Consistent with this Old Testament emphasis on the priority of God’s action in redemption before the giving of the law, the Beatitudes are found in the context of Matthew’s gospel, wherein we find that Jesus saves His people from their sins (Matt. 1:21). Though the Promised Land may have been filled with darkness, the coming of Christ brought the great light of salvation for those dwelling in the shadow of death (4:14–16). The Beatitudes must thus be read in their wider context. Before we get to the Sermon on the Mount, Jesus has already been baptized, has overcome the devil in the face of temptation, has fulfilled Scripture in various ways, and has announced the inauguration of the kingdom of heaven. Only after we read of these aspects of the work of Christ are we introduced to the ethics of the kingdom in the Sermon on the Mount. And even here, the opening of the Sermon on the Mount speaks of the blessings of the redeemed (5:3–12). This does not mean, of course, that we are not to strive for the vision that is cast in the Beatitudes; but it does mean that redemption precedes living according to the Beatitudes. It is thus in light of the gift of redemption that we are to hunger and thirst after righteousness, be pure in heart, be meek, and so on. The Beatitudes are at once the blessings of the redeemed and the call for what the lives of the redeemed should look like. And these blessings are not abstract, for Jesus Himself shows us how the Beatitudes look in practice. For example, Jesus blesses the meek (5:5), and He Himself is meek and lowly of heart (11:29; 21:5). Likewise, Jesus blesses the merciful (5:7), and He Himself shows mercy (9:27; 15:22; 17:15; 20:30–31; see Hos. 6:6). Thus, the blessings of the redeemed are also ways that the redeemed reflect the character of their Savior.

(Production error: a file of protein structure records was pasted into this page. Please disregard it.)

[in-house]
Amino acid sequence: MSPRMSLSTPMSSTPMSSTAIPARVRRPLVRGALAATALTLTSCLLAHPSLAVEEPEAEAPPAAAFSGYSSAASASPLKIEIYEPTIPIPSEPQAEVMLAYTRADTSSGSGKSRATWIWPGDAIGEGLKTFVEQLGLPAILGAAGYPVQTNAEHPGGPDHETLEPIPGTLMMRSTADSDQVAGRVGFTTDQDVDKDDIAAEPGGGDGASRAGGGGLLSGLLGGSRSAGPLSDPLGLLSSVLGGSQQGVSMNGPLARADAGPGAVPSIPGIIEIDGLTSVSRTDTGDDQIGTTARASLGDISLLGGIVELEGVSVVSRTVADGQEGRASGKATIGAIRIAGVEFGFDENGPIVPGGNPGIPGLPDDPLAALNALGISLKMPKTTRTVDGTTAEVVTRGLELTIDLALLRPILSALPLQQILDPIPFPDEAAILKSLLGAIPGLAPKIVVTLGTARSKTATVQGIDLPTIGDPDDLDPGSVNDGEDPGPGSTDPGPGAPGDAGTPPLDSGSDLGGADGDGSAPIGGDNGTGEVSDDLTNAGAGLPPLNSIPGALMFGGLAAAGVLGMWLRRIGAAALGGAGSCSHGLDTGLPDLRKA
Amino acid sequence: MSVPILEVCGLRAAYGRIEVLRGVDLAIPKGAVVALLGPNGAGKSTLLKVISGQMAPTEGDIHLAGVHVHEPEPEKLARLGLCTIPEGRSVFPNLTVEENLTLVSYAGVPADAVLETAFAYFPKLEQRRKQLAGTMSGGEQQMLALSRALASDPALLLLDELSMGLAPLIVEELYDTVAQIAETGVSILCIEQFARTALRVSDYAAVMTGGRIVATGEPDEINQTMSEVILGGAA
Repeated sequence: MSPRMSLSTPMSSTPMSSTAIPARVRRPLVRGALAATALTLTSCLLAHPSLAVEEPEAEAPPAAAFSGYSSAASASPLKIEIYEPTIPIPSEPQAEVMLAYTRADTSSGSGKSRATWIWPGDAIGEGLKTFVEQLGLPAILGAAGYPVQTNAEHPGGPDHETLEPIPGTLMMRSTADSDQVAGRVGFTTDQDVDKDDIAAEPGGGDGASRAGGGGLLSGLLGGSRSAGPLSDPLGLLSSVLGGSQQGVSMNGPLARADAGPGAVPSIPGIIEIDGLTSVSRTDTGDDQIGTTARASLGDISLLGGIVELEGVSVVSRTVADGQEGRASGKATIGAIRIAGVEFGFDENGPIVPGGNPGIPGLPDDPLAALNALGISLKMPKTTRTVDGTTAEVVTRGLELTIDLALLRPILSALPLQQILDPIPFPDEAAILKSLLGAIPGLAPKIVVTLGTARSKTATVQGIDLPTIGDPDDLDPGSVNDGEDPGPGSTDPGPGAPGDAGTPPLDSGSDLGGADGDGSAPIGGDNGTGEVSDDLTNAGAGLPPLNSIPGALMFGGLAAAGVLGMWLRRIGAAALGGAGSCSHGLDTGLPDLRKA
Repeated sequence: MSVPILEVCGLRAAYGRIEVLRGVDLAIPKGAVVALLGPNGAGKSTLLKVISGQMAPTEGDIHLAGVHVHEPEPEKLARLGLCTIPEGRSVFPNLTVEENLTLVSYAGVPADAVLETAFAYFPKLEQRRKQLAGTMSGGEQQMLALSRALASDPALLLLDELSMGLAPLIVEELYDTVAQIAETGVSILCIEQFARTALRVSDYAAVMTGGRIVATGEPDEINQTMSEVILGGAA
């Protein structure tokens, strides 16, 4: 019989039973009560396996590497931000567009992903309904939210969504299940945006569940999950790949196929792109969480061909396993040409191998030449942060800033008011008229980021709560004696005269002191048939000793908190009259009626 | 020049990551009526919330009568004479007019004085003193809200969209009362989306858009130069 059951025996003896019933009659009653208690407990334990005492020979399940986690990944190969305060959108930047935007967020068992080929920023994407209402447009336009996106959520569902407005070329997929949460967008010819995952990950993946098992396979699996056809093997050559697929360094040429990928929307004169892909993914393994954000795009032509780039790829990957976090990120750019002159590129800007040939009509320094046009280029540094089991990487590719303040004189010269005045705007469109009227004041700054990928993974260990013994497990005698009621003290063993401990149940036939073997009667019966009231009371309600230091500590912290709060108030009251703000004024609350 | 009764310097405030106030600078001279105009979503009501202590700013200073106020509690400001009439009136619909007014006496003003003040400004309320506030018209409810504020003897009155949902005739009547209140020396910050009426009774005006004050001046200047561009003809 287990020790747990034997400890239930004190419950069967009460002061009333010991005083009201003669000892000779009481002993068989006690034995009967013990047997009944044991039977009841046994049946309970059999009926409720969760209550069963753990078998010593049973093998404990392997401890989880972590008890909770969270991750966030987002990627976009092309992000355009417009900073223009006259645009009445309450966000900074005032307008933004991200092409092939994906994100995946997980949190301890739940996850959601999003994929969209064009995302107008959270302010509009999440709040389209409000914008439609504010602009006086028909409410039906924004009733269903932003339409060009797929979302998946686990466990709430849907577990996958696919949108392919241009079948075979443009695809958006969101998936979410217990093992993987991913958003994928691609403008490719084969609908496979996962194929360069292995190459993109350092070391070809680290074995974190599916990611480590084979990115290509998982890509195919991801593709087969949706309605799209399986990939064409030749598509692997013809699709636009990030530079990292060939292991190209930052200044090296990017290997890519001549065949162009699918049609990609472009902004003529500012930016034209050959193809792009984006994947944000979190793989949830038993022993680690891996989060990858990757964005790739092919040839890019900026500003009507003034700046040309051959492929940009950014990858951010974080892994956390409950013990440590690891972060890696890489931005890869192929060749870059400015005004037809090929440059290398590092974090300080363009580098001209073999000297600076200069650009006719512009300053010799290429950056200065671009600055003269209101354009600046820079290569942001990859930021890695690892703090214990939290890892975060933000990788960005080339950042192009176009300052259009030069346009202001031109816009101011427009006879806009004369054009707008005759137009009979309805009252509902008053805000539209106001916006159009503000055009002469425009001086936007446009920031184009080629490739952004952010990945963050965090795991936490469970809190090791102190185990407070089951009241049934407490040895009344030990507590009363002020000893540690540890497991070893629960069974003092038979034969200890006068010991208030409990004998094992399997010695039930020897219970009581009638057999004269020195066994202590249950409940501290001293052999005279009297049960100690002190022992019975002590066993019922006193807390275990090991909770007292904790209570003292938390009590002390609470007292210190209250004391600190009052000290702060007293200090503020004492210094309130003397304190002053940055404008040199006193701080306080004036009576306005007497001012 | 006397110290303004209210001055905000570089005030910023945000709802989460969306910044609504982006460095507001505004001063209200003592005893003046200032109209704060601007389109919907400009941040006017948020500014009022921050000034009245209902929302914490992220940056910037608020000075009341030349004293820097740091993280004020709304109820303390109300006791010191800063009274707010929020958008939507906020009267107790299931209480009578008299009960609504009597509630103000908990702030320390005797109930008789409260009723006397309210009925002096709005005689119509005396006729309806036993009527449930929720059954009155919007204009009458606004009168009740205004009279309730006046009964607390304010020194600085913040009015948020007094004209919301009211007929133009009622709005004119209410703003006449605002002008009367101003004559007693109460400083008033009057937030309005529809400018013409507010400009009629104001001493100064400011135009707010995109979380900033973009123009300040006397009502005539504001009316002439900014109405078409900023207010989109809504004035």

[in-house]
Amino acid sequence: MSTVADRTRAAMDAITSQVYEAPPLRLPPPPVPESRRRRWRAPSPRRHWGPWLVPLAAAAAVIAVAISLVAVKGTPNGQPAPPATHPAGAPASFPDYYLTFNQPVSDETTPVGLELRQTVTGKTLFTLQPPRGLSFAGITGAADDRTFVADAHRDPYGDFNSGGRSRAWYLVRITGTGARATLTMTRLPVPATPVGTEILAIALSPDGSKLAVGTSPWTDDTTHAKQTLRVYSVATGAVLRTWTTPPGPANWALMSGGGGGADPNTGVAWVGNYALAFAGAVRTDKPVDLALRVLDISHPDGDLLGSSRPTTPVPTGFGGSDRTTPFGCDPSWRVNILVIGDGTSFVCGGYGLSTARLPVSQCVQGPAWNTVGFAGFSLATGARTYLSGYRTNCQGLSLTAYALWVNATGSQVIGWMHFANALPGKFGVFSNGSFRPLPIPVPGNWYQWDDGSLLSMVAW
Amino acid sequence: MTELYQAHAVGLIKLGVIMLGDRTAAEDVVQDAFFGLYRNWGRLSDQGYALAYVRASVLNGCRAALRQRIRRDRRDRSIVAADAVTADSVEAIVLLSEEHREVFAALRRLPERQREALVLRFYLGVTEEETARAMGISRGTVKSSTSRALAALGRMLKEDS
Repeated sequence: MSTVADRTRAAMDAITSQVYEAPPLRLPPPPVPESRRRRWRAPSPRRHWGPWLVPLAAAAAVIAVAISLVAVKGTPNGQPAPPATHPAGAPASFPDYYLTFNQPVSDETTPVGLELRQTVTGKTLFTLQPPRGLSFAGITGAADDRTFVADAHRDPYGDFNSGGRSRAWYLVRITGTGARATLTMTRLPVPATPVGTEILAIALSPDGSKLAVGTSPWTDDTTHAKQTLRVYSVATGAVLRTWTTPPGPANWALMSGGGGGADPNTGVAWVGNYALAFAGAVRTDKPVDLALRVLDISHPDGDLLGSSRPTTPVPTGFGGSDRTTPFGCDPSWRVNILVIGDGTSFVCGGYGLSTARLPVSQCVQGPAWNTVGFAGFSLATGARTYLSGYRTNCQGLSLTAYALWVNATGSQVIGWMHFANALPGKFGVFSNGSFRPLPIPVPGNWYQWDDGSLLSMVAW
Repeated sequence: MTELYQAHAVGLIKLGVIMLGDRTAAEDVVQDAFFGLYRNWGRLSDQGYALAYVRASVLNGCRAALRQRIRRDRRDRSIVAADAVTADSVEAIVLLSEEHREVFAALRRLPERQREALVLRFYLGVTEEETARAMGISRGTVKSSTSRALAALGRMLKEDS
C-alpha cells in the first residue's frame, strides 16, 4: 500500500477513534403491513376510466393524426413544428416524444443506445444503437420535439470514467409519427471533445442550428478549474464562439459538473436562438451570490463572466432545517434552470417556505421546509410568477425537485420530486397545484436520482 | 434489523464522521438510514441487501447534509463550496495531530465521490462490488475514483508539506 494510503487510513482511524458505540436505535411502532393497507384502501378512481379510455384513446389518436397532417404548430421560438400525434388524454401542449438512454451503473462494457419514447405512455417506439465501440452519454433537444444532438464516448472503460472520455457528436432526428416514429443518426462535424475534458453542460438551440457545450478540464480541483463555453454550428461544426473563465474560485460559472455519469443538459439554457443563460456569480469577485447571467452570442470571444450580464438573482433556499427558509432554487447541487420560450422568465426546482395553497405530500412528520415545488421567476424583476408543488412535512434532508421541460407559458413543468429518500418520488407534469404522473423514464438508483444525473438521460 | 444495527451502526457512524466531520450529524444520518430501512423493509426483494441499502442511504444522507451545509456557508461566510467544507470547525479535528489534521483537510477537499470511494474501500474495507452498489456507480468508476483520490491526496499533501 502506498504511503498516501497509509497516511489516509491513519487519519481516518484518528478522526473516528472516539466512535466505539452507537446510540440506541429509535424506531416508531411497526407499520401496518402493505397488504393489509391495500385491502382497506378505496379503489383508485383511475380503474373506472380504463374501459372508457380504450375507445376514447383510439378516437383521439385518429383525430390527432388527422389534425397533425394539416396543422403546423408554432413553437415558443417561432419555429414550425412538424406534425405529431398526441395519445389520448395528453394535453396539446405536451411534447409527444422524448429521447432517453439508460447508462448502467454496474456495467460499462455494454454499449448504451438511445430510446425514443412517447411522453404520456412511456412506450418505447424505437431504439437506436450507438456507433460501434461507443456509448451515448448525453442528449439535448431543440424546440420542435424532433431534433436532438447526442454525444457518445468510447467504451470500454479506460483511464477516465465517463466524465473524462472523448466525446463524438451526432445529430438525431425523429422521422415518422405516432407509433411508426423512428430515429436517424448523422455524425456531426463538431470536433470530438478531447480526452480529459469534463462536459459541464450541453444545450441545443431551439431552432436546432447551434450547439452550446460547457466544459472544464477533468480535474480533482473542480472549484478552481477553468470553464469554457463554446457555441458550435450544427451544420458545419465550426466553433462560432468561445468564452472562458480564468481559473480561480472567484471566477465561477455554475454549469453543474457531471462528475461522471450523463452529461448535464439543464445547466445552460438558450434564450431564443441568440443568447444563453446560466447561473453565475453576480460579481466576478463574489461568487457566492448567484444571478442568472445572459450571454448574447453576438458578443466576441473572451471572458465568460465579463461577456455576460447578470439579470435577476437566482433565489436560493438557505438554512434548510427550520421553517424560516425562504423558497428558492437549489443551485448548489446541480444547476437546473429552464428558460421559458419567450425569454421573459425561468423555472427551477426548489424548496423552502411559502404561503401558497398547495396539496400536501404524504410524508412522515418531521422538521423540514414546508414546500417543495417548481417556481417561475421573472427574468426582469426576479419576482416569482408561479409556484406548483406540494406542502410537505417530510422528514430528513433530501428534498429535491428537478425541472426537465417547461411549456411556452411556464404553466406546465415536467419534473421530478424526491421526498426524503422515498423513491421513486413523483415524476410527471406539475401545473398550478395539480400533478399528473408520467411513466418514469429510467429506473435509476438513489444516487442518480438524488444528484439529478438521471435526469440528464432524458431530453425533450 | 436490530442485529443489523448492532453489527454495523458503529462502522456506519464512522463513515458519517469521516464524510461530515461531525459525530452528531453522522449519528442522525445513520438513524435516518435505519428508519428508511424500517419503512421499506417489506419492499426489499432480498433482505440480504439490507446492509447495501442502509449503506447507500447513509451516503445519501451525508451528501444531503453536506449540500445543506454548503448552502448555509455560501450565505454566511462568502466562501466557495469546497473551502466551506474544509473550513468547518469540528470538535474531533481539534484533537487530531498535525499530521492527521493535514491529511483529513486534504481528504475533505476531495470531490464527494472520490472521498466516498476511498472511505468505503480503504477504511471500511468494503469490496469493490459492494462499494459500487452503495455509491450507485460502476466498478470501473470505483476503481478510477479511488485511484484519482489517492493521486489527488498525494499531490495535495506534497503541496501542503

Put another way, we see in the Sermon on the Mount, and the Beatitudes more particularly, the indicative-imperative dynamic that is so important in Scripture. The indicative refers to God’s great work of salvation to save His people, and the imperative refers to the call to obedience in light of God’s saving work. This can be seen summarily in the Old Testament, where the exodus from Egypt was followed by the giving of the Ten Commandments. This pattern is likewise seen in the Sermon on the Mount in the way that the coming of Christ’s kingdom precedes the giving of His law (see Matt. 4:17), and even more particularly in the way that the Beatitudes open the entire Sermon on the Mount.